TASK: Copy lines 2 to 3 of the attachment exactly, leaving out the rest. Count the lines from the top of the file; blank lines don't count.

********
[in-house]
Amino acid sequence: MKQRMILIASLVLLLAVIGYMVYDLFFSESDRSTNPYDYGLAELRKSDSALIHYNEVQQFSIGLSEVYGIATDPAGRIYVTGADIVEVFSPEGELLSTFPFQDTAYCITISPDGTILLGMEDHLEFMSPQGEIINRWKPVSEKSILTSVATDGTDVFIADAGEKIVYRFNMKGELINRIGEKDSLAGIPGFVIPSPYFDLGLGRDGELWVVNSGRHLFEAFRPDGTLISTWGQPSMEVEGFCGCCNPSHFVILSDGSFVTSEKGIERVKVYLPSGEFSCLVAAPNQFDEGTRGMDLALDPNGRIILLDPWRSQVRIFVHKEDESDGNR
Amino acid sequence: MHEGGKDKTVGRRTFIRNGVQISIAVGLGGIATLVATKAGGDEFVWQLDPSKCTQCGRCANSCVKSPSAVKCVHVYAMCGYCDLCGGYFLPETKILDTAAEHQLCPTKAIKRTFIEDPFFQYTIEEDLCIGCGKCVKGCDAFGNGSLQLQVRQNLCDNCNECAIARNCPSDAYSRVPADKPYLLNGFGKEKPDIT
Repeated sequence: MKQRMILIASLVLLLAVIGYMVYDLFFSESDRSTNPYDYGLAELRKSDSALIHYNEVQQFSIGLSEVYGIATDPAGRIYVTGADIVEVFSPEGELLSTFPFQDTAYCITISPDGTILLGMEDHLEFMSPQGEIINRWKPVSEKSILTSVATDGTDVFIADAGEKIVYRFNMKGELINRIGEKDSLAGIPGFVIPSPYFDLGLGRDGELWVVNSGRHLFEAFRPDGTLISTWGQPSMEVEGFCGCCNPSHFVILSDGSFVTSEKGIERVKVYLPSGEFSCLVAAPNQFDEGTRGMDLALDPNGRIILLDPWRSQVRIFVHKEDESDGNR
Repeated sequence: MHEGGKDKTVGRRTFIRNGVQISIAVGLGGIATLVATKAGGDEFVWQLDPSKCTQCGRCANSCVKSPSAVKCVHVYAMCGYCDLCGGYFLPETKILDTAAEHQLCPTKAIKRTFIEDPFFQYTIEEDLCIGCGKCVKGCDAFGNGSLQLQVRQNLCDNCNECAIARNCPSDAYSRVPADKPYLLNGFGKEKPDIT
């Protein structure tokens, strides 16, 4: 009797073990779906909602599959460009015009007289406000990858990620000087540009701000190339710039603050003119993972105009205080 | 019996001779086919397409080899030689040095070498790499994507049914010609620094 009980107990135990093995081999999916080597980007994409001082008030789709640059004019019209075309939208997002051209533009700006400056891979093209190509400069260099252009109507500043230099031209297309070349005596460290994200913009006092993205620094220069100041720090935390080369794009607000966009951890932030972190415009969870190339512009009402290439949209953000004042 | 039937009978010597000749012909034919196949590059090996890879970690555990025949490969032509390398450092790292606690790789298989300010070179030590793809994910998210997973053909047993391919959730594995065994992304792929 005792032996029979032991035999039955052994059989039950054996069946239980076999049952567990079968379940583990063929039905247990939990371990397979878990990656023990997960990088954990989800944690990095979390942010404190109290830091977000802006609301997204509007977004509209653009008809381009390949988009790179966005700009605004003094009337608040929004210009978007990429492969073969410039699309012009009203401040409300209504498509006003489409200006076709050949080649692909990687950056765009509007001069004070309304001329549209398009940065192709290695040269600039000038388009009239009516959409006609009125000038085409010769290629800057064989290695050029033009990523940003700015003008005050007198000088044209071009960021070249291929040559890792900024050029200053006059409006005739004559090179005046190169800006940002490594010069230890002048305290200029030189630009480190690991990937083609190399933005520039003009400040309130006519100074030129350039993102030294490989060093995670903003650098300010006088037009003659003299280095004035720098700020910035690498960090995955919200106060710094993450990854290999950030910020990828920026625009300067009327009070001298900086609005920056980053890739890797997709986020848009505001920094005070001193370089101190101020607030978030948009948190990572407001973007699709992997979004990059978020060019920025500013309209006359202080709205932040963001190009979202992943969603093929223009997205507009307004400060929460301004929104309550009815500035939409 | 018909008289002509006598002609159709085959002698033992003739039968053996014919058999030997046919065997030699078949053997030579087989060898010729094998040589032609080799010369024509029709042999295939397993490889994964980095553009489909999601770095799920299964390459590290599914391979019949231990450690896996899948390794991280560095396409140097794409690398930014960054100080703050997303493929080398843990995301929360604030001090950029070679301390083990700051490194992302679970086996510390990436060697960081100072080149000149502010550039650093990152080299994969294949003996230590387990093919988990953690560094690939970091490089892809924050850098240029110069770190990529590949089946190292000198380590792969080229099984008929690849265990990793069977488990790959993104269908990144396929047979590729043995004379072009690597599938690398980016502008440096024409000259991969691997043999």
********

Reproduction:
Amino acid sequence: MKQRMILIASLVLLLAVIGYMVYDLFFSESDRSTNPYDYGLAELRKSDSALIHYNEVQQFSIGLSEVYGIATDPAGRIYVTGADIVEVFSPEGELLSTFPFQDTAYCITISPDGTILLGMEDHLEFMSPQGEIINRWKPVSEKSILTSVATDGTDVFIADAGEKIVYRFNMKGELINRIGEKDSLAGIPGFVIPSPYFDLGLGRDGELWVVNSGRHLFEAFRPDGTLISTWGQPSMEVEGFCGCCNPSHFVILSDGSFVTSEKGIERVKVYLPSGEFSCLVAAPNQFDEGTRGMDLALDPNGRIILLDPWRSQVRIFVHKEDESDGNR
Amino acid sequence: MHEGGKDKTVGRRTFIRNGVQISIAVGLGGIATLVATKAGGDEFVWQLDPSKCTQCGRCANSCVKSPSAVKCVHVYAMCGYCDLCGGYFLPETKILDTAAEHQLCPTKAIKRTFIEDPFFQYTIEEDLCIGCGKCVKGCDAFGNGSLQLQVRQNLCDNCNECAIARNCPSDAYSRVPADKPYLLNGFGKEKPDIT